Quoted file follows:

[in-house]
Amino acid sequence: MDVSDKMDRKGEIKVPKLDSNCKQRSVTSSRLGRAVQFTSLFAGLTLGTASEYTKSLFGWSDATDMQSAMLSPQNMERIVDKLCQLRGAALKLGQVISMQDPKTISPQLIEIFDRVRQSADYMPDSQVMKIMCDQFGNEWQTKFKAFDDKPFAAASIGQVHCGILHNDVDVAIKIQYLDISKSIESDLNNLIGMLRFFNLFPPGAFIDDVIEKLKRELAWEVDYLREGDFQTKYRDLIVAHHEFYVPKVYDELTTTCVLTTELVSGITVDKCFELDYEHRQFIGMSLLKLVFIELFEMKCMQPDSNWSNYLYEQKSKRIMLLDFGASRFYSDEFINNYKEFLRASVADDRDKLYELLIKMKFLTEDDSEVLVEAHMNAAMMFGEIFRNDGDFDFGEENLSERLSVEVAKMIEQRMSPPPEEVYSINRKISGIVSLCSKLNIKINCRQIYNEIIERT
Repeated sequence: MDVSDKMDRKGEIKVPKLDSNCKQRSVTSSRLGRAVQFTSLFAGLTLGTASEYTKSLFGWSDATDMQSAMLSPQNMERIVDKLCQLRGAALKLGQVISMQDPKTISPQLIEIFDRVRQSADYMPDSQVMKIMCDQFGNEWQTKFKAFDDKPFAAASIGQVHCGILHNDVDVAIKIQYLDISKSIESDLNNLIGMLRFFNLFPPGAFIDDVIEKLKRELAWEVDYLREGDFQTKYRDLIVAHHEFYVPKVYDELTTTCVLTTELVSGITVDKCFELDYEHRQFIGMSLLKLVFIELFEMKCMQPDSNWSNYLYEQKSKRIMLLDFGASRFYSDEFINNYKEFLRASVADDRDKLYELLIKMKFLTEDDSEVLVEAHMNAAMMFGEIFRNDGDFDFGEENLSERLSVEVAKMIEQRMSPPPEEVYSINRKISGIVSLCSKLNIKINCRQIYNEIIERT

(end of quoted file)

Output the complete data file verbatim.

[in-house]
Amino acid sequence: MDVSDKMDRKGEIKVPKLDSNCKQRSVTSSRLGRAVQFTSLFAGLTLGTASEYTKSLFGWSDATDMQSAMLSPQNMERIVDKLCQLRGAALKLGQVISMQDPKTISPQLIEIFDRVRQSADYMPDSQVMKIMCDQFGNEWQTKFKAFDDKPFAAASIGQVHCGILHNDVDVAIKIQYLDISKSIESDLNNLIGMLRFFNLFPPGAFIDDVIEKLKRELAWEVDYLREGDFQTKYRDLIVAHHEFYVPKVYDELTTTCVLTTELVSGITVDKCFELDYEHRQFIGMSLLKLVFIELFEMKCMQPDSNWSNYLYEQKSKRIMLLDFGASRFYSDEFINNYKEFLRASVADDRDKLYELLIKMKFLTEDDSEVLVEAHMNAAMMFGEIFRNDGDFDFGEENLSERLSVEVAKMIEQRMSPPPEEVYSINRKISGIVSLCSKLNIKINCRQIYNEIIERT
Repeated sequence: MDVSDKMDRKGEIKVPKLDSNCKQRSVTSSRLGRAVQFTSLFAGLTLGTASEYTKSLFGWSDATDMQSAMLSPQNMERIVDKLCQLRGAALKLGQVISMQDPKTISPQLIEIFDRVRQSADYMPDSQVMKIMCDQFGNEWQTKFKAFDDKPFAAASIGQVHCGILHNDVDVAIKIQYLDISKSIESDLNNLIGMLRFFNLFPPGAFIDDVIEKLKRELAWEVDYLREGDFQTKYRDLIVAHHEFYVPKVYDELTTTCVLTTELVSGITVDKCFELDYEHRQFIGMSLLKLVFIELFEMKCMQPDSNWSNYLYEQKSKRIMLLDFGASRFYSDEFINNYKEFLRASVADDRDKLYELLIKMKFLTEDDSEVLVEAHMNAAMMFGEIFRNDGDFDFGEENLSERLSVEVAKMIEQRMSPPPEEVYSINRKISGIVSLCSKLNIKINCRQIYNEIIERT